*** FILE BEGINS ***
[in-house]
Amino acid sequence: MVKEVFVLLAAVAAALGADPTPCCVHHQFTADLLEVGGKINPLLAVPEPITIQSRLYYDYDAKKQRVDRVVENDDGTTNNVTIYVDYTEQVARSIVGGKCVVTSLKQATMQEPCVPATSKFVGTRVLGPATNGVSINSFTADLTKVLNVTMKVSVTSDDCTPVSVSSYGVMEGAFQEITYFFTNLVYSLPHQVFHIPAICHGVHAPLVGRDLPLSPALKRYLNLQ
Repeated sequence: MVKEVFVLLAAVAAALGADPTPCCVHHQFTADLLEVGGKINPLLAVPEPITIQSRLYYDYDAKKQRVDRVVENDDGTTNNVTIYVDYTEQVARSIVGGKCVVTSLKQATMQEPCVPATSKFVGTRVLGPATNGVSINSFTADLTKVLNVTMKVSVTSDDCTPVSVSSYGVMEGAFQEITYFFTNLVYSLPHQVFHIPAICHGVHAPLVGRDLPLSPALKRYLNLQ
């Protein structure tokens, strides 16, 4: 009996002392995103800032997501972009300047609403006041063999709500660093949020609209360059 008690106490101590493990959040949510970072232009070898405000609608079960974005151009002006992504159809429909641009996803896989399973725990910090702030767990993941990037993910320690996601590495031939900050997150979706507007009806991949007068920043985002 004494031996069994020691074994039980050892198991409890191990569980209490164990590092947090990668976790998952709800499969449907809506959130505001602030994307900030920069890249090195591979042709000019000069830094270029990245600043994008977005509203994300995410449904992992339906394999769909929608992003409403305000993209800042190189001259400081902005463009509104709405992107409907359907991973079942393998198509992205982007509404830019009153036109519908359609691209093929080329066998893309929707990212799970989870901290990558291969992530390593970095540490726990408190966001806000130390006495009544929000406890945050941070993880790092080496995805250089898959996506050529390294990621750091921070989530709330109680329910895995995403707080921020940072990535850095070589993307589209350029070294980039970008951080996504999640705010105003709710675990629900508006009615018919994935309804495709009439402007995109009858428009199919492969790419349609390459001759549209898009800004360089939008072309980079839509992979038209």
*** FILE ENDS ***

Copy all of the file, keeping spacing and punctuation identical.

[in-house]
Amino acid sequence: MVKEVFVLLAAVAAALGADPTPCCVHHQFTADLLEVGGKINPLLAVPEPITIQSRLYYDYDAKKQRVDRVVENDDGTTNNVTIYVDYTEQVARSIVGGKCVVTSLKQATMQEPCVPATSKFVGTRVLGPATNGVSINSFTADLTKVLNVTMKVSVTSDDCTPVSVSSYGVMEGAFQEITYFFTNLVYSLPHQVFHIPAICHGVHAPLVGRDLPLSPALKRYLNLQ
Repeated sequence: MVKEVFVLLAAVAAALGADPTPCCVHHQFTADLLEVGGKINPLLAVPEPITIQSRLYYDYDAKKQRVDRVVENDDGTTNNVTIYVDYTEQVARSIVGGKCVVTSLKQATMQEPCVPATSKFVGTRVLGPATNGVSINSFTADLTKVLNVTMKVSVTSDDCTPVSVSSYGVMEGAFQEITYFFTNLVYSLPHQVFHIPAICHGVHAPLVGRDLPLSPALKRYLNLQ
């Protein structure tokens, strides 16, 4: 009996002392995103800032997501972009300047609403006041063999709500660093949020609209360059 008690106490101590493990959040949510970072232009070898405000609608079960974005151009002006992504159809429909641009996803896989399973725990910090702030767990993941990037993910320690996601590495031939900050997150979706507007009806991949007068920043985002 004494031996069994020691074994039980050892198991409890191990569980209490164990590092947090990668976790998952709800499969449907809506959130505001602030994307900030920069890249090195591979042709000019000069830094270029990245600043994008977005509203994300995410449904992992339906394999769909929608992003409403305000993209800042190189001259400081902005463009509104709405992107409907359907991973079942393998198509992205982007509404830019009153036109519908359609691209093929080329066998893309929707990212799970989870901290990558291969992530390593970095540490726990408190966001806000130390006495009544929000406890945050941070993880790092080496995805250089898959996506050529390294990621750091921070989530709330109680329910895995995403707080921020940072990535850095070589993307589209350029070294980039970008951080996504999640705010105003709710675990629900508006009615018919994935309804495709009439402007995109009858428009199919492969790419349609390459001759549209898009800004360089939008072309980079839509992979038209």